The leadership of Bushenyi District has expressed concerns about the rising cases of mental illness, attributing it to poverty and drug abuse. This concern was raised during a high-level stakeholders’ engagement meeting held at Tuzza Hotel in Bushenyi Ishaka Municipality on a Thursday. The meeting aimed to assess the extent of the integration of mental health services into primary healthcare, communities, and schools.
Dr. Fredrick Makumbi, an associate professor in the Department of Epidemiology and Biostatistics at Makerere University, emphasized that domestic violence, poverty, and drug abuse are significant contributors to the country’s mental health challenges. He noted that up to 85% of individuals in need of mental health care in hospitals and health centers lack access to these services. A study conducted in four districts, including Bushenyi, Kapchorwa, Adjumani, and Butambala, revealed that patients with mental health problems face difficulties accessing medical services in healthcare facilities.
Dr. Makumbi also highlighted that a lack of self-discipline and willpower is one of the main causes of mental illness. In schools, students are experiencing various forms of mental illness, such as excessive activity, stubbornness, depression, epilepsy, and social isolation. Without proper handling, the country may see an increase in such cases in the coming years.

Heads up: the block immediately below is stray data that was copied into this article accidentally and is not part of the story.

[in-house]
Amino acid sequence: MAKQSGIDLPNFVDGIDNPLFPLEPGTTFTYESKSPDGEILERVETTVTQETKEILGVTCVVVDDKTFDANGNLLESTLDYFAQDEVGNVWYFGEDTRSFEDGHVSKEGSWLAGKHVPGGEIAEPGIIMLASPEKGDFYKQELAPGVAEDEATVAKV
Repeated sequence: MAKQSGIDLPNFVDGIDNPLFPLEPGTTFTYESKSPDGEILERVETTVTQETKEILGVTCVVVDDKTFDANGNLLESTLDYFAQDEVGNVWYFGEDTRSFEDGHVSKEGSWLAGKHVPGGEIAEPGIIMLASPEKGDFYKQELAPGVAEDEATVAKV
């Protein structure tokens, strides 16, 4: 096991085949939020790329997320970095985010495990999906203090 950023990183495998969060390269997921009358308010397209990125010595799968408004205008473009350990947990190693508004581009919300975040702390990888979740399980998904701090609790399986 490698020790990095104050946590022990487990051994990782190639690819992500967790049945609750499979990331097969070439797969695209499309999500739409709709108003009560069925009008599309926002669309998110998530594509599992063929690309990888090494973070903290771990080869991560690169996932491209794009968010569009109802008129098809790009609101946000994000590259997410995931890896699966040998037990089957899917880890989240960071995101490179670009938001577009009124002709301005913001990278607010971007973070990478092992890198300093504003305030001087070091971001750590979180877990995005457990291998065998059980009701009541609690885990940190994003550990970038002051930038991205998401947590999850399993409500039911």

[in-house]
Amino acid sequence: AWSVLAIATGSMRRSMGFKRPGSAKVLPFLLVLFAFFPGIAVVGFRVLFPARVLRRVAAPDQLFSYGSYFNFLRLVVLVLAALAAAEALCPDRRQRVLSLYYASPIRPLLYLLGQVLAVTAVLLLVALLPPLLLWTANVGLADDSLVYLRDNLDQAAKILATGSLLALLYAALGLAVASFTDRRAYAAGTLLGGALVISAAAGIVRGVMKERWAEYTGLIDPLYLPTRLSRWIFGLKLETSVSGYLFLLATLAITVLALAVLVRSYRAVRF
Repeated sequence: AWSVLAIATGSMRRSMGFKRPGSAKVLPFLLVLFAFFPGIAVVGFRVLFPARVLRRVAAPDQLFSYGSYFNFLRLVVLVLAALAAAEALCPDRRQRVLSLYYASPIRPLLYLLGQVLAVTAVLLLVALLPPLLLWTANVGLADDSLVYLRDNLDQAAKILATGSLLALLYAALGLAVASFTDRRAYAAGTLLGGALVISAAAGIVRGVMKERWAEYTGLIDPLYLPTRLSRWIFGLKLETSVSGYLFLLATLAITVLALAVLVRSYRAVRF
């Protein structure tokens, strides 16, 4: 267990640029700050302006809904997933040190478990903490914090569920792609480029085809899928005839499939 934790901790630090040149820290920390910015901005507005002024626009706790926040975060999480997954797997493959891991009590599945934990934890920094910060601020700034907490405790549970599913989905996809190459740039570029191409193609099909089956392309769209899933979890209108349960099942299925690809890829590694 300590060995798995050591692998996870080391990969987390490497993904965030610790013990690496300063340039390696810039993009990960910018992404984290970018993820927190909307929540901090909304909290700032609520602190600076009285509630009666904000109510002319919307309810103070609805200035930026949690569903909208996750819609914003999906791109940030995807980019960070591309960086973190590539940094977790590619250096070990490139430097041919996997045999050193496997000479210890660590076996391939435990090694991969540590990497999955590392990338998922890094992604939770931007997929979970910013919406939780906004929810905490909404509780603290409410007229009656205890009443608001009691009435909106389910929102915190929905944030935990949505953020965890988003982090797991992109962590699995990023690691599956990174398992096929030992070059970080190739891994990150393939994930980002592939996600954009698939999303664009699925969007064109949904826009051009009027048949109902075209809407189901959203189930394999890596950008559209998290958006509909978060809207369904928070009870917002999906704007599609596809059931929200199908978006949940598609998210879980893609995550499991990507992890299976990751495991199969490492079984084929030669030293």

Dr. Juliet Nakku, the Executive Director of Butabika National Referral Hospital, stated that mental health has been given policy priority in Uganda as part of the national minimum package. However, there are still gaps in the delivery of mental health services at the primary care, community, and school levels. She emphasized that mental health problems are risk factors for various physical health issues of public concern and that integrating mental health into primary healthcare has been shown to be cost-effective in achieving desirable treatment outcomes.
Dr. Edward Mwesigye, the Bushenyi District Health Officer, pointed out that people with mental health issues often face isolation and stigma, even though mental illness is a treatable condition like any other. He lamented the challenge of people seeking help from churches and traditional healers instead of medical facilities, which often results in delayed treatment.
Enock Gumisiriza, Assistant Commissioner in the Ministry of Education and Sports responsible for career guidance, stressed the importance of proper training for teachers and mentors in schools who deal directly with students facing mental health issues. He emphasized the need for teachers to focus on counseling students to prevent their engagement in harmful activities and to explore all opportunities for addressing the challenges of integrating mental health services into schools.